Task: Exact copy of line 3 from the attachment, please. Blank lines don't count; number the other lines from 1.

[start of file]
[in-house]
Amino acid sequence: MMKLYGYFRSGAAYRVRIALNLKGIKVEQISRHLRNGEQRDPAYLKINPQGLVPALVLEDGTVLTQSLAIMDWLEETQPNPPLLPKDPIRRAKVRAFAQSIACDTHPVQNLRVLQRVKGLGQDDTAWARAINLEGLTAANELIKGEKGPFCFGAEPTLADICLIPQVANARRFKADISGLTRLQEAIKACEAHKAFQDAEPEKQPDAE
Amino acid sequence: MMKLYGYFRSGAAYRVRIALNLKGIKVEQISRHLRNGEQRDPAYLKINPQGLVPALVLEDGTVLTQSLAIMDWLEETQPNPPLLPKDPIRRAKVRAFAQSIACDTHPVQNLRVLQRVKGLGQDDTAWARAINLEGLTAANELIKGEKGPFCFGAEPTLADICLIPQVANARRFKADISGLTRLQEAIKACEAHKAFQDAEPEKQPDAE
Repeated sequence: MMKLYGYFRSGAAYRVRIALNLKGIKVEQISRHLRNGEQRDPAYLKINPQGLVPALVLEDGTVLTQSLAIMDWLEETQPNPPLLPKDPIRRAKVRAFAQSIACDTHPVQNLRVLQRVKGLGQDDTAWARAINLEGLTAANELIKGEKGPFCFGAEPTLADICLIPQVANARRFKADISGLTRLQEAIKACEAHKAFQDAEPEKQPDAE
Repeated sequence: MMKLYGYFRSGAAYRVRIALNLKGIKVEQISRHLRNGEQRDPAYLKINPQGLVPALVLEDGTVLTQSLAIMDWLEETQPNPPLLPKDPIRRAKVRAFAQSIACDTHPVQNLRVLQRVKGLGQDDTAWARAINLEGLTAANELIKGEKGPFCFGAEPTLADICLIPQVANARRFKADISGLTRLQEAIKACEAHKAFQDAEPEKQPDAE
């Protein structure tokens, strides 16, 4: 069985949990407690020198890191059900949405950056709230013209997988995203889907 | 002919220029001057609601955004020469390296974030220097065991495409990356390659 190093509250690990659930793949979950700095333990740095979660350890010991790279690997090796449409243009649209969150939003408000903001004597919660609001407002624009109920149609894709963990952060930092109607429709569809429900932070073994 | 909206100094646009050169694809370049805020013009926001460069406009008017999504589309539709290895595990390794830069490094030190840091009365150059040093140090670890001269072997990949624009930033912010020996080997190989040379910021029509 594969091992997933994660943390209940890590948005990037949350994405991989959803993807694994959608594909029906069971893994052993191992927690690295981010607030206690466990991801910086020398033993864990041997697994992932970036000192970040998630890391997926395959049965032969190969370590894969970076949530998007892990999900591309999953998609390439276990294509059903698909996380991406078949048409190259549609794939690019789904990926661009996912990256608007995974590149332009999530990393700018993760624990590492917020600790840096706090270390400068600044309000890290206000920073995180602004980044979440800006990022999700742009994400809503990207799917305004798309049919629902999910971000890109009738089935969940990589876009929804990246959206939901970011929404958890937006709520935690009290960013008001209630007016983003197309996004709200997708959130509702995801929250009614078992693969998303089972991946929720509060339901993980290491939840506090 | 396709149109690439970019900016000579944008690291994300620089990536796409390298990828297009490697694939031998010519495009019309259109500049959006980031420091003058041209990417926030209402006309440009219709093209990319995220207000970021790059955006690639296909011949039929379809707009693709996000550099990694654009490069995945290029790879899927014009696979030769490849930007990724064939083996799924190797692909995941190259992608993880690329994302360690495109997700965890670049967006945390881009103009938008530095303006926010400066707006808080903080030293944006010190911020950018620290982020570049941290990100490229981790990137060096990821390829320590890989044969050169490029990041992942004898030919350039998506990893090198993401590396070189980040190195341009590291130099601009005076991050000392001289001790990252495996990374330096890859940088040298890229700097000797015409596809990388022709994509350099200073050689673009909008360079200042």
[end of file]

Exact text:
Amino acid sequence: MMKLYGYFRSGAAYRVRIALNLKGIKVEQISRHLRNGEQRDPAYLKINPQGLVPALVLEDGTVLTQSLAIMDWLEETQPNPPLLPKDPIRRAKVRAFAQSIACDTHPVQNLRVLQRVKGLGQDDTAWARAINLEGLTAANELIKGEKGPFCFGAEPTLADICLIPQVANARRFKADISGLTRLQEAIKACEAHKAFQDAEPEKQPDAE